The new study has investigated the benefits of chewing gum after heart surgery and found it might help with gut problems post-surgery. Researchers discovered that chewing gum after heart surgery could help the digestive tract begin working quicker and allow patients to be discharged sooner than those who don’t chew gum. Sirvan S. Seng, one of the study researchers, said that there was no previous work investigating the use of chewing gum for recovery in heart patients.
The study discovered that chewing gum helps accelerate the return of gut function after surgery. Furthermore, chewing gum is easy to implement and can be used with virtually all patients after surgery. Researchers studied patients receiving elective open-heart surgery, heart valve replacement, or mitral valve repairs and replacements in their work. The study group consisted of 341 patients undergoing surgery between 2017 and 2020 who chewed sugarless gum after surgery.
The study also had a second group consisting of 496 patients receiving similar surgeries between 2013 and 2016 who did not chew gum after their procedures. Out of the group of 341 patients who did chew gum, only two of them were confirmed to have postoperative ileus. Out of the 496 patients who did not chew gum, 17 of them developed postoperative ileus. Postoperative ileus results from the lack of regular muscle contractions in the intestines, leading to a potential blockage of food material.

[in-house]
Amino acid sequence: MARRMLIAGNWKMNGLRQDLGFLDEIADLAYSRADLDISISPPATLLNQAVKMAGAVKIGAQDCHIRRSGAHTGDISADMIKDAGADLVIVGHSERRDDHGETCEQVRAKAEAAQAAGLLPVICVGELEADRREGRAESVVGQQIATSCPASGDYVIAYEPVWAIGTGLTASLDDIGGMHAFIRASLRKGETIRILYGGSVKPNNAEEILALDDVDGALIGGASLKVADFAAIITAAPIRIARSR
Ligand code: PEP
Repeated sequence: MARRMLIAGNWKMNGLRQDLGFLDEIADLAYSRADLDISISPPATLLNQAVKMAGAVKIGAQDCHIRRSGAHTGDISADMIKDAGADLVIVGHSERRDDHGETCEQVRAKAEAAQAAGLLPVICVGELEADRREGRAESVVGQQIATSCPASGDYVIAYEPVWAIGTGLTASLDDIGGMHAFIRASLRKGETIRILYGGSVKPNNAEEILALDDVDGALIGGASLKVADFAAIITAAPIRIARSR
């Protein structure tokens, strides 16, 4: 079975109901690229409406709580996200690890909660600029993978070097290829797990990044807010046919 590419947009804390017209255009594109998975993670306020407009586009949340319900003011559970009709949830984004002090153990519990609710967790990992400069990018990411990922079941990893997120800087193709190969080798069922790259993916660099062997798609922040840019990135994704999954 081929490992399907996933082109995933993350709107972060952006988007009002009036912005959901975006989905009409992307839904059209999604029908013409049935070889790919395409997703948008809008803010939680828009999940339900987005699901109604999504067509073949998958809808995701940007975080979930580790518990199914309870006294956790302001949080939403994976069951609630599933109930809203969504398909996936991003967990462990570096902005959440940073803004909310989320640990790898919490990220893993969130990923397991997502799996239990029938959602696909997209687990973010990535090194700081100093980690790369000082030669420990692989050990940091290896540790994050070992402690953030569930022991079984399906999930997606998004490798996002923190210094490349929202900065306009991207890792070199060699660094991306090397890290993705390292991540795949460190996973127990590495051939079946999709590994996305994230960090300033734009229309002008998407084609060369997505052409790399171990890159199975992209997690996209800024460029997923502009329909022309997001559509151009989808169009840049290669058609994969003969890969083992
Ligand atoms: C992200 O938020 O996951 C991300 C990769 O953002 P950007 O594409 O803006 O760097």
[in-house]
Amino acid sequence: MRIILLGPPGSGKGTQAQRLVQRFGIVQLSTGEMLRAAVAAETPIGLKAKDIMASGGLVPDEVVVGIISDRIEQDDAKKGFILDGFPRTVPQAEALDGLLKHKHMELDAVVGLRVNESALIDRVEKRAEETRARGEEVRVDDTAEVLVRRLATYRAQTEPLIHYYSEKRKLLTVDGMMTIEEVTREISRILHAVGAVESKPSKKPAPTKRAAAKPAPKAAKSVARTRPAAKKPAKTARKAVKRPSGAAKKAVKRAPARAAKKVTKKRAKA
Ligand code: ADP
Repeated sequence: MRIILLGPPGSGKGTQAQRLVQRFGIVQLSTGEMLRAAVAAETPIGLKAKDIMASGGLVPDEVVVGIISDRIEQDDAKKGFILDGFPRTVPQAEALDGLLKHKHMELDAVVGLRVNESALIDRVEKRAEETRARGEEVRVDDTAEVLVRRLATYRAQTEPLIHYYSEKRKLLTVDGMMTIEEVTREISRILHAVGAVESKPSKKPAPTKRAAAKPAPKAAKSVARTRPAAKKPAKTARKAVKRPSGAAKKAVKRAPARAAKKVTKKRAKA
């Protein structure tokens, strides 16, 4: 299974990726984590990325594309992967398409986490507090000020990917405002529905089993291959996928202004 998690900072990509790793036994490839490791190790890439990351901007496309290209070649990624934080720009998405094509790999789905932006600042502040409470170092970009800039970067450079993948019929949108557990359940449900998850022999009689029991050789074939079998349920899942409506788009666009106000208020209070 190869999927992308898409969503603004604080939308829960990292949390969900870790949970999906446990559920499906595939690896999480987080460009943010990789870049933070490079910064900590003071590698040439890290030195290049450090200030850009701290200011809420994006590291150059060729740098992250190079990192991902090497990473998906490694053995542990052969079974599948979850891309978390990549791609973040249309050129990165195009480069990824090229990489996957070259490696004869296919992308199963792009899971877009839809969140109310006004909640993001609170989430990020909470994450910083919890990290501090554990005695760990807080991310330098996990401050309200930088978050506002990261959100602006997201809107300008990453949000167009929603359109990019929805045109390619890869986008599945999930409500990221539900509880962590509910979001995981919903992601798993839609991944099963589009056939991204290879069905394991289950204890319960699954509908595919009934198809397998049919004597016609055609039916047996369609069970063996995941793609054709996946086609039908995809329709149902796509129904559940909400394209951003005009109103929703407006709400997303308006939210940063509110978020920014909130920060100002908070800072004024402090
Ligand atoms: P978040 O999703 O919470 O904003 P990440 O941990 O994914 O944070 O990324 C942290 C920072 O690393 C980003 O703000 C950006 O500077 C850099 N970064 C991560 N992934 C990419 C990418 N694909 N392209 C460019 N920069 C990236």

Problems in the digestive tract are some of the most common complications in postoperative heart surgery patients. Researchers know that up to 5.5 percent of postoperative heart patients will be afflicted with the condition. The condition does slow down recovery and result in longer hospital stays.
Researchers on the project believe chewing gum stimulates the intestines using “sham feeding,” where they believe food is coming. The team found postoperative gum chewing to be inexpensive and effective at improving gut function and helping to shorten hospital stays.